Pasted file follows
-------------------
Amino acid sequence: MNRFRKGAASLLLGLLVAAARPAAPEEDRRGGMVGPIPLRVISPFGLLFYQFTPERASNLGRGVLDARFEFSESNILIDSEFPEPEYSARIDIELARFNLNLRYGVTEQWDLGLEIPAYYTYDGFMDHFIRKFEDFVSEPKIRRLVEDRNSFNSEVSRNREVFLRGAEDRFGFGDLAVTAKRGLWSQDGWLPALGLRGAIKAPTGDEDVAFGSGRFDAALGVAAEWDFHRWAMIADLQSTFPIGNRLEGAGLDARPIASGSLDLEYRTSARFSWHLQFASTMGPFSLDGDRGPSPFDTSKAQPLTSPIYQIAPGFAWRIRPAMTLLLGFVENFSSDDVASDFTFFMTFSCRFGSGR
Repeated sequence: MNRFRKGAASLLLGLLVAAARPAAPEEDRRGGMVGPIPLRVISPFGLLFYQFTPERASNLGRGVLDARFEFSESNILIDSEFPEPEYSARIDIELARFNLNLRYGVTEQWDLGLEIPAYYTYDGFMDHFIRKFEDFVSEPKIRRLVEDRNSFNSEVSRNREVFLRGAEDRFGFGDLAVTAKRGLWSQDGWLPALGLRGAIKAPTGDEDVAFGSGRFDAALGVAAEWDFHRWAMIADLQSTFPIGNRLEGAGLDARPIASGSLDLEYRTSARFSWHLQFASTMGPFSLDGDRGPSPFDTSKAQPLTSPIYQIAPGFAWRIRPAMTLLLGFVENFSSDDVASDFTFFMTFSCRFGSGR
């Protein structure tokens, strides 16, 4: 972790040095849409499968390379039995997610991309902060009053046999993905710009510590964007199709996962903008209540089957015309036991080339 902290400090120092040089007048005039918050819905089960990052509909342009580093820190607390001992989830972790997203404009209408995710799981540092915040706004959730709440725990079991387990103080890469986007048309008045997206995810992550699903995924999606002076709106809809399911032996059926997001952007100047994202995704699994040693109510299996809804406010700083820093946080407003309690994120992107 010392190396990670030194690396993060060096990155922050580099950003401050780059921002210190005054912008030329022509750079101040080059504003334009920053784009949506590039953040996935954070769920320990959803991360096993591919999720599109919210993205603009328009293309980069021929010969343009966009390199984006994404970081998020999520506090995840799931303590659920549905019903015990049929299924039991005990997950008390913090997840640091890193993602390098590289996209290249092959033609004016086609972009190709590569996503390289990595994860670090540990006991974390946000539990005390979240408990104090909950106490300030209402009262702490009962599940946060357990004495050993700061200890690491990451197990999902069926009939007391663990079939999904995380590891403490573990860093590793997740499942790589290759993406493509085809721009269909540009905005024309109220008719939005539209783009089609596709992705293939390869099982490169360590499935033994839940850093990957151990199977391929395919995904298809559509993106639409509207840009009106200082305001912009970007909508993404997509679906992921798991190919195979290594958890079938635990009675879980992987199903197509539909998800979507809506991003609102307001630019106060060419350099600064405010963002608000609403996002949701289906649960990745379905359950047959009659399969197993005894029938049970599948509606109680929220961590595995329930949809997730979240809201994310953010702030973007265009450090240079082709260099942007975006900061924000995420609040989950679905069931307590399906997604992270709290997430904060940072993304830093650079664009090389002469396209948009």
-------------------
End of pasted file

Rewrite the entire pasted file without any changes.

Amino acid sequence: MNRFRKGAASLLLGLLVAAARPAAPEEDRRGGMVGPIPLRVISPFGLLFYQFTPERASNLGRGVLDARFEFSESNILIDSEFPEPEYSARIDIELARFNLNLRYGVTEQWDLGLEIPAYYTYDGFMDHFIRKFEDFVSEPKIRRLVEDRNSFNSEVSRNREVFLRGAEDRFGFGDLAVTAKRGLWSQDGWLPALGLRGAIKAPTGDEDVAFGSGRFDAALGVAAEWDFHRWAMIADLQSTFPIGNRLEGAGLDARPIASGSLDLEYRTSARFSWHLQFASTMGPFSLDGDRGPSPFDTSKAQPLTSPIYQIAPGFAWRIRPAMTLLLGFVENFSSDDVASDFTFFMTFSCRFGSGR
Repeated sequence: MNRFRKGAASLLLGLLVAAARPAAPEEDRRGGMVGPIPLRVISPFGLLFYQFTPERASNLGRGVLDARFEFSESNILIDSEFPEPEYSARIDIELARFNLNLRYGVTEQWDLGLEIPAYYTYDGFMDHFIRKFEDFVSEPKIRRLVEDRNSFNSEVSRNREVFLRGAEDRFGFGDLAVTAKRGLWSQDGWLPALGLRGAIKAPTGDEDVAFGSGRFDAALGVAAEWDFHRWAMIADLQSTFPIGNRLEGAGLDARPIASGSLDLEYRTSARFSWHLQFASTMGPFSLDGDRGPSPFDTSKAQPLTSPIYQIAPGFAWRIRPAMTLLLGFVENFSSDDVASDFTFFMTFSCRFGSGR
């Protein structure tokens, strides 16, 4: 972790040095849409499968390379039995997610991309902060009053046999993905710009510590964007199709996962903008209540089957015309036991080339 902290400090120092040089007048005039918050819905089960990052509909342009580093820190607390001992989830972790997203404009209408995710799981540092915040706004959730709440725990079991387990103080890469986007048309008045997206995810992550699903995924999606002076709106809809399911032996059926997001952007100047994202995704699994040693109510299996809804406010700083820093946080407003309690994120992107 010392190396990670030194690396993060060096990155922050580099950003401050780059921002210190005054912008030329022509750079101040080059504003334009920053784009949506590039953040996935954070769920320990959803991360096993591919999720599109919210993205603009328009293309980069021929010969343009966009390199984006994404970081998020999520506090995840799931303590659920549905019903015990049929299924039991005990997950008390913090997840640091890193993602390098590289996209290249092959033609004016086609972009190709590569996503390289990595994860670090540990006991974390946000539990005390979240408990104090909950106490300030209402009262702490009962599940946060357990004495050993700061200890690491990451197990999902069926009939007391663990079939999904995380590891403490573990860093590793997740499942790589290759993406493509085809721009269909540009905005024309109220008719939005539209783009089609596709992705293939390869099982490169360590499935033994839940850093990957151990199977391929395919995904298809559509993106639409509207840009009106200082305001912009970007909508993404997509679906992921798991190919195979290594958890079938635990009675879980992987199903197509539909998800979507809506991003609102307001630019106060060419350099600064405010963002608000609403996002949701289906649960990745379905359950047959009659399969197993005894029938049970599948509606109680929220961590595995329930949809997730979240809201994310953010702030973007265009450090240079082709260099942007975006900061924000995420609040989950679905069931307590399906997604992270709290997430904060940072993304830093650079664009090389002469396209948009």